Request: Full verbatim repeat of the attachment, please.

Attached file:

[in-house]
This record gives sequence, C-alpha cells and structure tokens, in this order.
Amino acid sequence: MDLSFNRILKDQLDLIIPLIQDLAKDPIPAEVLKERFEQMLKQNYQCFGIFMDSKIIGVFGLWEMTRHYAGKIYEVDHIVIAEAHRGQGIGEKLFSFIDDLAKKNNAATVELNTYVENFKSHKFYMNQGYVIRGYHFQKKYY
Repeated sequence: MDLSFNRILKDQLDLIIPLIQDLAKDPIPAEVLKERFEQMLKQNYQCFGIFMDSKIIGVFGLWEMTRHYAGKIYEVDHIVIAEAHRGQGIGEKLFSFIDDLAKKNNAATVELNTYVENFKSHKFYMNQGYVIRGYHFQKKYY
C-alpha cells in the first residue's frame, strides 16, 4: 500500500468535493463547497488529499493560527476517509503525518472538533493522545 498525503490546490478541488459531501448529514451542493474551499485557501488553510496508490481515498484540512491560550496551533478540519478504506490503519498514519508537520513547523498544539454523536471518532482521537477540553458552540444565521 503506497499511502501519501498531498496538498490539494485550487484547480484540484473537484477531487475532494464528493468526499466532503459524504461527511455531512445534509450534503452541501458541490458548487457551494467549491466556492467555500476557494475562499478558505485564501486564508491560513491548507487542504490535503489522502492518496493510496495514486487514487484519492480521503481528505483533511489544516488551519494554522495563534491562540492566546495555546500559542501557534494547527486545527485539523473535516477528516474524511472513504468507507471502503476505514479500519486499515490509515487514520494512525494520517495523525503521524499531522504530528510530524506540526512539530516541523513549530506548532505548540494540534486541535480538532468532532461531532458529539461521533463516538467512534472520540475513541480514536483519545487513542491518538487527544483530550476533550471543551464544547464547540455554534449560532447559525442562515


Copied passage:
[in-house]
This record gives sequence, C-alpha cells and structure tokens, in this order.
Amino acid sequence: MDLSFNRILKDQLDLIIPLIQDLAKDPIPAEVLKERFEQMLKQNYQCFGIFMDSKIIGVFGLWEMTRHYAGKIYEVDHIVIAEAHRGQGIGEKLFSFIDDLAKKNNAATVELNTYVENFKSHKFYMNQGYVIRGYHFQKKYY
Repeated sequence: MDLSFNRILKDQLDLIIPLIQDLAKDPIPAEVLKERFEQMLKQNYQCFGIFMDSKIIGVFGLWEMTRHYAGKIYEVDHIVIAEAHRGQGIGEKLFSFIDDLAKKNNAATVELNTYVENFKSHKFYMNQGYVIRGYHFQKKYY
C-alpha cells in the first residue's frame, strides 16, 4: 500500500468535493463547497488529499493560527476517509503525518472538533493522545 498525503490546490478541488459531501448529514451542493474551499485557501488553510496508490481515498484540512491560550496551533478540519478504506490503519498514519508537520513547523498544539454523536471518532482521537477540553458552540444565521 503506497499511502501519501498531498496538498490539494485550487484547480484540484473537484477531487475532494464528493468526499466532503459524504461527511455531512445534509450534503452541501458541490458548487457551494467549491466556492467555500476557494475562499478558505485564501486564508491560513491548507487542504490535503489522502492518496493510496495514486487514487484519492480521503481528505483533511489544516488551519494554522495563534491562540492566546495555546500559542501557534494547527486545527485539523473535516477528516474524511472513504468507507471502503476505514479500519486499515490509515487514520494512525494520517495523525503521524499531522504530528510530524506540526512539530516541523513549530506548532505548540494540534486541535480538532468532532461531532458529539461521533463516538467512534472520540475513541480514536483519545487513542491518538487527544483530550476533550471543551464544547464547540455554534449560532447559525442562515